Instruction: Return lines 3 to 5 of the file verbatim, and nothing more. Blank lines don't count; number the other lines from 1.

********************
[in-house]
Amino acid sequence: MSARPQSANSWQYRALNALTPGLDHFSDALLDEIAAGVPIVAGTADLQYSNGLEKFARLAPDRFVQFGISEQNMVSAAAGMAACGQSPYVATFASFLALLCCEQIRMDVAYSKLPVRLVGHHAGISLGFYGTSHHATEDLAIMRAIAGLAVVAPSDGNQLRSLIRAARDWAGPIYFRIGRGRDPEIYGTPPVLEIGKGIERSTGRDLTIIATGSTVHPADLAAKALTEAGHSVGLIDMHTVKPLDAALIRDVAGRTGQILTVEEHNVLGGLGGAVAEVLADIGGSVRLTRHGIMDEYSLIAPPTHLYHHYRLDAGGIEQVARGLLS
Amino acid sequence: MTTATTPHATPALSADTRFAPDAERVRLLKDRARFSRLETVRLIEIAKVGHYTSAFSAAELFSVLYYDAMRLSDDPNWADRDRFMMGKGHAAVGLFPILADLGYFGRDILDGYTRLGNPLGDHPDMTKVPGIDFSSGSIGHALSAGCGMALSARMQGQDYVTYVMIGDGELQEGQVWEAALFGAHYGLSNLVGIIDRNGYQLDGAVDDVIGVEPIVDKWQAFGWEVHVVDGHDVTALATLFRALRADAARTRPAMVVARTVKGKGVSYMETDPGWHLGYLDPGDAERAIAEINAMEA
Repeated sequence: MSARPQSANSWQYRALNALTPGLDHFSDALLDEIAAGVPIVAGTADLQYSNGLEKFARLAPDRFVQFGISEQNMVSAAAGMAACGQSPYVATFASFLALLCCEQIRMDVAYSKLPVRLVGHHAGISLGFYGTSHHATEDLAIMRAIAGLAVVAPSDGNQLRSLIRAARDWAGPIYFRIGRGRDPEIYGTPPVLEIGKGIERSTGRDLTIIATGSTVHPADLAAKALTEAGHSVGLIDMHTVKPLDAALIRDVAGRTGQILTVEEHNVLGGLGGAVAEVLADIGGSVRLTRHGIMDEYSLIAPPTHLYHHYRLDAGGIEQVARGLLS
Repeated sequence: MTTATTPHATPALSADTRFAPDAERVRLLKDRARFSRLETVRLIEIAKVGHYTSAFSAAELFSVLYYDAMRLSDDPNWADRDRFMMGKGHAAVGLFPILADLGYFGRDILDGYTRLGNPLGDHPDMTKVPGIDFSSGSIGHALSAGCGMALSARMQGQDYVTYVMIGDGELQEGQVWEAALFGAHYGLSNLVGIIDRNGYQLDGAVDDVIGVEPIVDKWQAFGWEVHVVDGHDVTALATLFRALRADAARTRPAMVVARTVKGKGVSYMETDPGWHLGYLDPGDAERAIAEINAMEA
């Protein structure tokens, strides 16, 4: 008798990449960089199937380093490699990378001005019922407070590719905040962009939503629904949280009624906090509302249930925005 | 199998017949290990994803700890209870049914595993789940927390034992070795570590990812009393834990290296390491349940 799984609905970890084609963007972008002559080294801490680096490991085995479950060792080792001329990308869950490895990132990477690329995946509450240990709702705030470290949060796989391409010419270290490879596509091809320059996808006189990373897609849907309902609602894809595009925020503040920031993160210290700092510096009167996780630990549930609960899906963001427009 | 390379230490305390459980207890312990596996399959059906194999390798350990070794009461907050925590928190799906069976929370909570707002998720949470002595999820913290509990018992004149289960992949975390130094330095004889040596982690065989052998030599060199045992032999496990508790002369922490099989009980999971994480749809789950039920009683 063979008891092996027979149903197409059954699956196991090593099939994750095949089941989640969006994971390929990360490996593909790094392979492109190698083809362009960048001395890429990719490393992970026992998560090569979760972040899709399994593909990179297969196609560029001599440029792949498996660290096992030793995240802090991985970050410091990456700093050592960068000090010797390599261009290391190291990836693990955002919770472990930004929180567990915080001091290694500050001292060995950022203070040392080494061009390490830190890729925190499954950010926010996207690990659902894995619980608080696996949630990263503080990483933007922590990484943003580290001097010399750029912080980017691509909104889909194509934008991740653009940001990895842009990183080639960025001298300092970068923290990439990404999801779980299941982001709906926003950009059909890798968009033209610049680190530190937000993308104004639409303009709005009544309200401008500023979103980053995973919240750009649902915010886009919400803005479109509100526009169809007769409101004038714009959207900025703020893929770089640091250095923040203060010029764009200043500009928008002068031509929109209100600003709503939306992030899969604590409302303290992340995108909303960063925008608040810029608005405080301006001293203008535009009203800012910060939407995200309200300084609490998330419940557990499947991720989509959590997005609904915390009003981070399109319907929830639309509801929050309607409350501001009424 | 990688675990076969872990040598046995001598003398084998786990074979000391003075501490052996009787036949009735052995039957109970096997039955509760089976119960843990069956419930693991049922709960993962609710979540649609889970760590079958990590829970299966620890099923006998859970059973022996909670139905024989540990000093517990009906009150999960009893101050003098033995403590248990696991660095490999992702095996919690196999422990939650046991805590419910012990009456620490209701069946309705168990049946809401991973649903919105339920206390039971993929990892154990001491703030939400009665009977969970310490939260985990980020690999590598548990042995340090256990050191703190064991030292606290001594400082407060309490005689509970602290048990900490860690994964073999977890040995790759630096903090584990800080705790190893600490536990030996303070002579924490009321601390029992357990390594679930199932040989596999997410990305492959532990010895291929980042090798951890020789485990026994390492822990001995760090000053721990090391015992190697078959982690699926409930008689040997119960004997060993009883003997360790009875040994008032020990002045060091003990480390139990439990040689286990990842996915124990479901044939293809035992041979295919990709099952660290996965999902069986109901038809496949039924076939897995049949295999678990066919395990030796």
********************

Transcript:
Amino acid sequence: MTTATTPHATPALSADTRFAPDAERVRLLKDRARFSRLETVRLIEIAKVGHYTSAFSAAELFSVLYYDAMRLSDDPNWADRDRFMMGKGHAAVGLFPILADLGYFGRDILDGYTRLGNPLGDHPDMTKVPGIDFSSGSIGHALSAGCGMALSARMQGQDYVTYVMIGDGELQEGQVWEAALFGAHYGLSNLVGIIDRNGYQLDGAVDDVIGVEPIVDKWQAFGWEVHVVDGHDVTALATLFRALRADAARTRPAMVVARTVKGKGVSYMETDPGWHLGYLDPGDAERAIAEINAMEA
Repeated sequence: MSARPQSANSWQYRALNALTPGLDHFSDALLDEIAAGVPIVAGTADLQYSNGLEKFARLAPDRFVQFGISEQNMVSAAAGMAACGQSPYVATFASFLALLCCEQIRMDVAYSKLPVRLVGHHAGISLGFYGTSHHATEDLAIMRAIAGLAVVAPSDGNQLRSLIRAARDWAGPIYFRIGRGRDPEIYGTPPVLEIGKGIERSTGRDLTIIATGSTVHPADLAAKALTEAGHSVGLIDMHTVKPLDAALIRDVAGRTGQILTVEEHNVLGGLGGAVAEVLADIGGSVRLTRHGIMDEYSLIAPPTHLYHHYRLDAGGIEQVARGLLS
Repeated sequence: MTTATTPHATPALSADTRFAPDAERVRLLKDRARFSRLETVRLIEIAKVGHYTSAFSAAELFSVLYYDAMRLSDDPNWADRDRFMMGKGHAAVGLFPILADLGYFGRDILDGYTRLGNPLGDHPDMTKVPGIDFSSGSIGHALSAGCGMALSARMQGQDYVTYVMIGDGELQEGQVWEAALFGAHYGLSNLVGIIDRNGYQLDGAVDDVIGVEPIVDKWQAFGWEVHVVDGHDVTALATLFRALRADAARTRPAMVVARTVKGKGVSYMETDPGWHLGYLDPGDAERAIAEINAMEA